Nine out of ten people in Ireland believe that those who come here seeking refuge should be treated equally.
That's according to a new poll by the Irish Human Rights and Equality Commission.
The Amárach annual poll also shows that nearly three quarters of people agree Ireland benefits as a whole from being a more inclusive and diverse society.
Sinéad Gibney, Chief Commissioner of the Irish Human Rights and Equality Commission, said that the statistics are reassuring but "not good enough".
"What we're seeing in terms of those positive attitudinal statistics, they are kind of steady over the last number of years", she said.
This is despite a series of protests recently, opposing the housing of asylum seekers in Dublin and Cork.
"It really does display that Irish people are positive towards interculturalism, towards diversity", the Chief Commissioner said.
"I think that rings very true in terms of the response we've seen to people from Ukraine who've arrived here in Ireland."
However, she said, there must be an end to the Direct Provision system.
"We need to see an end to the implementation of the white paper, better facilities for people arriving both from Ukraine and from the broader international protection system."
Those opposed to the arrival of asylum seekers and refugees are not offering any solutions, according to activist group Fermoy and Mallow Against Racism.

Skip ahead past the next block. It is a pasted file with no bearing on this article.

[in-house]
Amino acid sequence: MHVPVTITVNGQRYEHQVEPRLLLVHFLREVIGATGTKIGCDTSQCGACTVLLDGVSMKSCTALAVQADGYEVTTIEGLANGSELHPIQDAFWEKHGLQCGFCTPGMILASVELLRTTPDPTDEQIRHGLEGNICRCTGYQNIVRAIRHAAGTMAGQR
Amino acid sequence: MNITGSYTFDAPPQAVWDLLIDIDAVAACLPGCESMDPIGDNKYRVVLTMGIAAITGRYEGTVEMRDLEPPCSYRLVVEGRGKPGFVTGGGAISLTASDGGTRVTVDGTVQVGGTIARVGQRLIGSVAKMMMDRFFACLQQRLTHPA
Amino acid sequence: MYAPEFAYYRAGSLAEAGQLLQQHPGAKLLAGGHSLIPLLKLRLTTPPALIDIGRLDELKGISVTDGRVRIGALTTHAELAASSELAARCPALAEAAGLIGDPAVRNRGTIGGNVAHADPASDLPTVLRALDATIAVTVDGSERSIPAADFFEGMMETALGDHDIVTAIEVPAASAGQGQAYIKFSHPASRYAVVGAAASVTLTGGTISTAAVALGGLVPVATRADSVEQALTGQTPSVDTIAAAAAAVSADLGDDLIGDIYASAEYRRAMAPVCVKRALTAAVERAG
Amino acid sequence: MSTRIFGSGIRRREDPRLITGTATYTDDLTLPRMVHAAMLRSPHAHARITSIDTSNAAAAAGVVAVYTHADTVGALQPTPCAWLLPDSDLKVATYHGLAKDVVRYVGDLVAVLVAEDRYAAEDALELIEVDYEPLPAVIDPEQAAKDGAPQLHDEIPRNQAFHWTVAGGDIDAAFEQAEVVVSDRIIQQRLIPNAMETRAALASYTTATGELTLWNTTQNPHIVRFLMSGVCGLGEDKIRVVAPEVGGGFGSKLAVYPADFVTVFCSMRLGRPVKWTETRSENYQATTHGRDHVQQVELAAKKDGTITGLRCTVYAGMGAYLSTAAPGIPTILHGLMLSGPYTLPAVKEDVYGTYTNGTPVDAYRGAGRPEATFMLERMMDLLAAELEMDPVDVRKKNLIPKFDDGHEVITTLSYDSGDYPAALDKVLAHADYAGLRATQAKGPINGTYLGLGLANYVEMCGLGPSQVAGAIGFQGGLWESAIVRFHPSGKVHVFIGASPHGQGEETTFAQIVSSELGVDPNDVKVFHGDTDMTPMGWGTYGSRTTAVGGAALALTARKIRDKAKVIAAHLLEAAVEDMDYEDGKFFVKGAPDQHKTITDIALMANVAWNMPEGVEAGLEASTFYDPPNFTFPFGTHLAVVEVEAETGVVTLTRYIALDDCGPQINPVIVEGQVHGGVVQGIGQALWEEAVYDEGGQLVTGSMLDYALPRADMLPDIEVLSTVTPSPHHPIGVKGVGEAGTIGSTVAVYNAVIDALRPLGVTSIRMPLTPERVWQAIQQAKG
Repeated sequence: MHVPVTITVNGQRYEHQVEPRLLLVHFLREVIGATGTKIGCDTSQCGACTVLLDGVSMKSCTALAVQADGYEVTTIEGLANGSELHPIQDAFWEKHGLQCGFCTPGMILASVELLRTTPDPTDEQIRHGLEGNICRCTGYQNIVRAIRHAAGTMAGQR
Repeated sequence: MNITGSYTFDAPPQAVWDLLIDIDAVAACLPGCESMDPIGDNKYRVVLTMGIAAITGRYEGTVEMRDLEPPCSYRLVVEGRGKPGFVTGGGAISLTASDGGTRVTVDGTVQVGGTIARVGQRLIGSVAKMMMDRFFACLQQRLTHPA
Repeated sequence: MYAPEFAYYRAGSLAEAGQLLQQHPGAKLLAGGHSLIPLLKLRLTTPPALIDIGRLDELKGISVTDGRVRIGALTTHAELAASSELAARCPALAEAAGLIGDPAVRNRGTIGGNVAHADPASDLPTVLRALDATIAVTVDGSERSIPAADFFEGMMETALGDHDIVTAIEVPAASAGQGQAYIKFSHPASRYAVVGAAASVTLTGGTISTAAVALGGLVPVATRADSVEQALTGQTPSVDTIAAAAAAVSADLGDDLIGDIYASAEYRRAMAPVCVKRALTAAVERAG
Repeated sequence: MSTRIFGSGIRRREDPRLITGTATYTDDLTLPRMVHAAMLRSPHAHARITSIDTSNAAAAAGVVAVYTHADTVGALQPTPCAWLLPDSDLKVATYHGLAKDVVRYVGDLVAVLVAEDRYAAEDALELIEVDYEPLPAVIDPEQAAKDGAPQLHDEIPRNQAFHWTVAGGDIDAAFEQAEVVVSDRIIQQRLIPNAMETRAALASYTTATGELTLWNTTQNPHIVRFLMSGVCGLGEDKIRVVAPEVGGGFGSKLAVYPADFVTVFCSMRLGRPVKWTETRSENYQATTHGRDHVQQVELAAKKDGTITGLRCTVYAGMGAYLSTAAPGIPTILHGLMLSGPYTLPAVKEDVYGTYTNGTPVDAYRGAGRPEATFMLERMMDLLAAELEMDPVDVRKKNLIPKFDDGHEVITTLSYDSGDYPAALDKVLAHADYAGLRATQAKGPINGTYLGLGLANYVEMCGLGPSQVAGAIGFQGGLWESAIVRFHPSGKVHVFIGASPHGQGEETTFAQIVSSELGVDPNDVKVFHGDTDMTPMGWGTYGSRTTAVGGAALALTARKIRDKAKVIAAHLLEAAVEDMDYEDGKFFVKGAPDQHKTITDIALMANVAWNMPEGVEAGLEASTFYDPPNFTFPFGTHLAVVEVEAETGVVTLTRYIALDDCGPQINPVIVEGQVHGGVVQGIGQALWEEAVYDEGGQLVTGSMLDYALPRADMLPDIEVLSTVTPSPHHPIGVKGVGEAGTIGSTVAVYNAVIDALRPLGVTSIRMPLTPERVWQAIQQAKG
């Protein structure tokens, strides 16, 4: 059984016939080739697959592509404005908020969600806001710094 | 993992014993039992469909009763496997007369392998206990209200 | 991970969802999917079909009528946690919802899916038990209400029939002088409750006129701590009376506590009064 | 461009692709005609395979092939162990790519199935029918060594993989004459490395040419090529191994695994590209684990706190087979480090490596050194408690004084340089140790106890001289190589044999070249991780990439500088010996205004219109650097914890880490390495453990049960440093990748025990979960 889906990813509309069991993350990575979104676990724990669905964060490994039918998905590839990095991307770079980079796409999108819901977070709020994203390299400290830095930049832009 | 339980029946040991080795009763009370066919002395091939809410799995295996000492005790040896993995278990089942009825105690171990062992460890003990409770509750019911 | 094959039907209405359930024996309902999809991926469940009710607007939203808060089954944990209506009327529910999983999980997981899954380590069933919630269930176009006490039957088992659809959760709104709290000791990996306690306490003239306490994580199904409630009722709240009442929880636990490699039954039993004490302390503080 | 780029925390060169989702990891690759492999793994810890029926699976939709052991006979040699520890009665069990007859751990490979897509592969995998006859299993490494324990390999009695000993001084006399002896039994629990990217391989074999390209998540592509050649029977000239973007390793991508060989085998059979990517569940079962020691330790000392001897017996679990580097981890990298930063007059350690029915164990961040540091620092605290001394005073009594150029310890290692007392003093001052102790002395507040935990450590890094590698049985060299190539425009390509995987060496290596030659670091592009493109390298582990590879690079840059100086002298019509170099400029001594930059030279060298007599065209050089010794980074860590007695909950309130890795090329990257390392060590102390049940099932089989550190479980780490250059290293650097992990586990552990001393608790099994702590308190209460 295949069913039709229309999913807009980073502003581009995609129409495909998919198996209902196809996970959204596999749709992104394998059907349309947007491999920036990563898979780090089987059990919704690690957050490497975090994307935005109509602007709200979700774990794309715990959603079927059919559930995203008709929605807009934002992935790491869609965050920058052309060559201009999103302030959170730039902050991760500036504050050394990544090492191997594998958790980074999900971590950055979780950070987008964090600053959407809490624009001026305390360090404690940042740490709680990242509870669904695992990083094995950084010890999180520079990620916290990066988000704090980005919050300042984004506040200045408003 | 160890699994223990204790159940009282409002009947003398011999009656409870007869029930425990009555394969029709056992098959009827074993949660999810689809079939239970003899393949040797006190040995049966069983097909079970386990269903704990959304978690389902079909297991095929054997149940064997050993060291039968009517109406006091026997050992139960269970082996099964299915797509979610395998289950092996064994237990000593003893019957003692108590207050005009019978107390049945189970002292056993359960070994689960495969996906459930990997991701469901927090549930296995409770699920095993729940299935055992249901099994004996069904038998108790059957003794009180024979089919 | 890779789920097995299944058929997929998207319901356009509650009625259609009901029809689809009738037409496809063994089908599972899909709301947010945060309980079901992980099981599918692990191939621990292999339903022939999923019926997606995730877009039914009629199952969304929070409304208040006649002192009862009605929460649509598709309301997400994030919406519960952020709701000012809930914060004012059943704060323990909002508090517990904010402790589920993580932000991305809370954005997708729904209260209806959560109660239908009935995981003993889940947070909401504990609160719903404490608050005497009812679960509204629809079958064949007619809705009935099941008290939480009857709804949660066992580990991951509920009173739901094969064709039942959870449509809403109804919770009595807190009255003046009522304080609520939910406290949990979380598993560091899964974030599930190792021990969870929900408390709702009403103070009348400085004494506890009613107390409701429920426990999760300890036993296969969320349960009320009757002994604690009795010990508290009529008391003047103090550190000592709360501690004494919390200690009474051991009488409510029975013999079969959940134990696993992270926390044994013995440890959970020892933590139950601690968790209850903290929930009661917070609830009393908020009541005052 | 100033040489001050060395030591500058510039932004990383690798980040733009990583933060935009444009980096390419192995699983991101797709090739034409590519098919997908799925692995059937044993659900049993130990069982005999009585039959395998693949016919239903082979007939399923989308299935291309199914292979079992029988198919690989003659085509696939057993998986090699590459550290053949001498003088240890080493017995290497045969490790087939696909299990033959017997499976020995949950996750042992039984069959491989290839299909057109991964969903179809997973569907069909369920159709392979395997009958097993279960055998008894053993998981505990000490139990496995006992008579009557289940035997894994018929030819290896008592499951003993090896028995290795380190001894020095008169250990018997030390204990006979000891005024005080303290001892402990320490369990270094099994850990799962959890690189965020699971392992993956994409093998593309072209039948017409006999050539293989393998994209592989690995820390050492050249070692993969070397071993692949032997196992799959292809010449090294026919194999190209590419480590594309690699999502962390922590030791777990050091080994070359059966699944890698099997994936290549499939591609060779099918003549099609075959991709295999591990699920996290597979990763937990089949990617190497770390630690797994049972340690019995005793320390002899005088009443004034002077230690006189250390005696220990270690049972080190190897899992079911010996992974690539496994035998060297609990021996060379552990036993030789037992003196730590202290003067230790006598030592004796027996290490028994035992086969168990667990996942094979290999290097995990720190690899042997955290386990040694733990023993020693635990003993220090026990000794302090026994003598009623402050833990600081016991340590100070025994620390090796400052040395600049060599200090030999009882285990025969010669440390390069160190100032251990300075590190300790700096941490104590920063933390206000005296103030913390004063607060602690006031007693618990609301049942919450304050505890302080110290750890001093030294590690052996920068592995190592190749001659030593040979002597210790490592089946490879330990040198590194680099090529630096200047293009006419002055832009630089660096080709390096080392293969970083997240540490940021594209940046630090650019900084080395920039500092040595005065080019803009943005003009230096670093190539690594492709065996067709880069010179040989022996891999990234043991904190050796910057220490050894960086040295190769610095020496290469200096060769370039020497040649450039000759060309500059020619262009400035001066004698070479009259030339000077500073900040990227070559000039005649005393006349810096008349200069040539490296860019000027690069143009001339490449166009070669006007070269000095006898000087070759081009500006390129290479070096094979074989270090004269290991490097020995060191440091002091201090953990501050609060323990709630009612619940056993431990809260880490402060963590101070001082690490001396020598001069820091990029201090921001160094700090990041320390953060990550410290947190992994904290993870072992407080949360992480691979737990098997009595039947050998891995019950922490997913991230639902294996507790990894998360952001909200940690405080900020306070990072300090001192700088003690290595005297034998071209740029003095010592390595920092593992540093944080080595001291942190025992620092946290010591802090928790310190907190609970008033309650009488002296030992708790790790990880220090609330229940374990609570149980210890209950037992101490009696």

Spokesperson Kate O'Connell told Newstalk that most people in the town are welcoming, but that others are taking advantage of the situation.
"We have had people coming in from the outside who have been trying to create a lot of confusion in the town and have been engaging in a campaign of misinformation", she said.
"Unfortunately, I suppose, where there have been information gaps in the town, those gaps have been filled by misrepresentations and misinformation."
"But the people who are coming into our town aren't offering any solutions, they're only asking us to target the most vulnerable."
'Diversity is a strength'
The Fermoy and Mallow Against Racism Group organised rallies to show its opposition to a local anti-immigration demonstration, when the asylum seekers arrived in Fermoy.
"I think there is a majority of people in Fermoy who stand for the idea that Fermoy is a welcoming town so", Ms O'Connell.
"Fermoy is actually very ethnically diverse."
"About one in four people in Fermoy are born overseas, so we've got a very successful town and it's very vibrant."
According to the activist group, diversity is a strength and not a weakness of the community.
"That's something that we have always been very proud of and it's something that we want to continue to kind of portray", she said.
Main image shows Ukrainian refugees in the Aviva. Picture by: Donal McNamee/Business Post